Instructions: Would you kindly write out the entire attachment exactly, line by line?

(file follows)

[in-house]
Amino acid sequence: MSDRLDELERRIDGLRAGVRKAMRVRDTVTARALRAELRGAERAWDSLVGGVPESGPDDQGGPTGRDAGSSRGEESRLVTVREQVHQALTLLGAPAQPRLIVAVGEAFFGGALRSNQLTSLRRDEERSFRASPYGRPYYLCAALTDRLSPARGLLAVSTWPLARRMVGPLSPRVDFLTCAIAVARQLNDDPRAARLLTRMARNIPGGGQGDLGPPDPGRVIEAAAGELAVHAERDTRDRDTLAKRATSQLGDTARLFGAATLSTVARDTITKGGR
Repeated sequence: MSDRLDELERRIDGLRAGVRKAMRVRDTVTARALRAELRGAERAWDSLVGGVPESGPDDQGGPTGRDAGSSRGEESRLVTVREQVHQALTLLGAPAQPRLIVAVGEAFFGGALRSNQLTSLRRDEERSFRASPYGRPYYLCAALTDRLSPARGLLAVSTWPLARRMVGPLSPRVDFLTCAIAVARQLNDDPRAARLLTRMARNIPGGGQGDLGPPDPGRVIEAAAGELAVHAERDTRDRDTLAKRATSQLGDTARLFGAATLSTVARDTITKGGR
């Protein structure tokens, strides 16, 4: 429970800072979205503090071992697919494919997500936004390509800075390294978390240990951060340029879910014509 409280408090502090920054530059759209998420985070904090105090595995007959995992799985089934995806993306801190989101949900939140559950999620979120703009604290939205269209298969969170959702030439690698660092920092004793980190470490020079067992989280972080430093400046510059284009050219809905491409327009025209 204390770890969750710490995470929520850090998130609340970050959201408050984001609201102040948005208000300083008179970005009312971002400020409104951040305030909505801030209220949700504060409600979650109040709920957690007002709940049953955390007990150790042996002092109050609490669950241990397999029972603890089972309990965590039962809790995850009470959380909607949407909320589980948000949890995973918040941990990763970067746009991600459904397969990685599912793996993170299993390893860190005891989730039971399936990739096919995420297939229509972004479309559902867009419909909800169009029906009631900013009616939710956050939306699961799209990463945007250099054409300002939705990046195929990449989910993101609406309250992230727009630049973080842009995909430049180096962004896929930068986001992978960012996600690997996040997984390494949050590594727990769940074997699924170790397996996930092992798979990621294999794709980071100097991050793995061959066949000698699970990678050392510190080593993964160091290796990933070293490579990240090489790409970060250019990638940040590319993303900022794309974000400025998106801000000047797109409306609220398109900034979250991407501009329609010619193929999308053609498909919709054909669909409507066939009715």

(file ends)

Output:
[in-house]
Amino acid sequence: MSDRLDELERRIDGLRAGVRKAMRVRDTVTARALRAELRGAERAWDSLVGGVPESGPDDQGGPTGRDAGSSRGEESRLVTVREQVHQALTLLGAPAQPRLIVAVGEAFFGGALRSNQLTSLRRDEERSFRASPYGRPYYLCAALTDRLSPARGLLAVSTWPLARRMVGPLSPRVDFLTCAIAVARQLNDDPRAARLLTRMARNIPGGGQGDLGPPDPGRVIEAAAGELAVHAERDTRDRDTLAKRATSQLGDTARLFGAATLSTVARDTITKGGR
Repeated sequence: MSDRLDELERRIDGLRAGVRKAMRVRDTVTARALRAELRGAERAWDSLVGGVPESGPDDQGGPTGRDAGSSRGEESRLVTVREQVHQALTLLGAPAQPRLIVAVGEAFFGGALRSNQLTSLRRDEERSFRASPYGRPYYLCAALTDRLSPARGLLAVSTWPLARRMVGPLSPRVDFLTCAIAVARQLNDDPRAARLLTRMARNIPGGGQGDLGPPDPGRVIEAAAGELAVHAERDTRDRDTLAKRATSQLGDTARLFGAATLSTVARDTITKGGR
């Protein structure tokens, strides 16, 4: 429970800072979205503090071992697919494919997500936004390509800075390294978390240990951060340029879910014509 409280408090502090920054530059759209998420985070904090105090595995007959995992799985089934995806993306801190989101949900939140559950999620979120703009604290939205269209298969969170959702030439690698660092920092004793980190470490020079067992989280972080430093400046510059284009050219809905491409327009025209 204390770890969750710490995470929520850090998130609340970050959201408050984001609201102040948005208000300083008179970005009312971002400020409104951040305030909505801030209220949700504060409600979650109040709920957690007002709940049953955390007990150790042996002092109050609490669950241990397999029972603890089972309990965590039962809790995850009470959380909607949407909320589980948000949890995973918040941990990763970067746009991600459904397969990685599912793996993170299993390893860190005891989730039971399936990739096919995420297939229509972004479309559902867009419909909800169009029906009631900013009616939710956050939306699961799209990463945007250099054409300002939705990046195929990449989910993101609406309250992230727009630049973080842009995909430049180096962004896929930068986001992978960012996600690997996040997984390494949050590594727990769940074997699924170790397996996930092992798979990621294999794709980071100097991050793995061959066949000698699970990678050392510190080593993964160091290796990933070293490579990240090489790409970060250019990638940040590319993303900022794309974000400025998106801000000047797109409306609220398109900034979250991407501009329609010619193929999308053609498909919709054909669909409507066939009715």